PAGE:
2. Spend Time with Animals

Even if you already have a dog or a cat or other domestic pet, you should consider spending time with some other types of animals. Many people find large animals like horses and cows to be extremely peaceful, which some say allows for a meditative state when in their presence. Others enjoy feeding or watching birds and claim it has therapeutic value, while for others the serenity of marine aquarium fish provides the same benefit.

Many healthcare professionals claim that spending time with animals can improve the quality and longevity of our lives (1), and it can also teach us something about mutual respect, speechless communication and stress management.

3. Volunteering & Service

Service is not only one of the most important things that a person can do in recovery; it’s one of the most important things that a person can do in his or her entire life. But service doesn’t have to be stressful; it can be something as simple as cleaning up after a group meeting, offering someone a ride to a meeting or therapy, or donating your time in a wide variety of ways.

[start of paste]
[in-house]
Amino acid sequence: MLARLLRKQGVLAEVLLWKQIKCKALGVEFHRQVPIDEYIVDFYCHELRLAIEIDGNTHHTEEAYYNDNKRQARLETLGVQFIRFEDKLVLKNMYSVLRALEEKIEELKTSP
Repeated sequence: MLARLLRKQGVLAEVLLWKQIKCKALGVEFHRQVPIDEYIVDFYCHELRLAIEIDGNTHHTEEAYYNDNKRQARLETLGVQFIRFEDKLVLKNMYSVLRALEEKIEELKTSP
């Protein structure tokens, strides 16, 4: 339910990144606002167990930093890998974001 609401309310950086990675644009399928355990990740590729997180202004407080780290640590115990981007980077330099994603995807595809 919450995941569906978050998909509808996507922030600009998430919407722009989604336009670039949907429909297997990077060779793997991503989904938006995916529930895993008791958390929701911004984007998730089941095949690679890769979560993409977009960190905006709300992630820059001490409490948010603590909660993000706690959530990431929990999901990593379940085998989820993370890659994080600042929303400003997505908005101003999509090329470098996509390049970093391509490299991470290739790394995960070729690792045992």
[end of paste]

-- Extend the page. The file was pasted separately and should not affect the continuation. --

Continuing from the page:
4. Take Time for Yourself

All too often we become trapped in our schedules and take little free time for ourselves. However, doing so is vital for all humans and especially for addicts and alcoholics in recovery. This is because one of the most valuable things that an addict can do is to take an honest self-assessment, and it can be challenging to do so in the midst of the hustle and bustle of daily life. Therefore, making a little time for you is required and not extracurricular.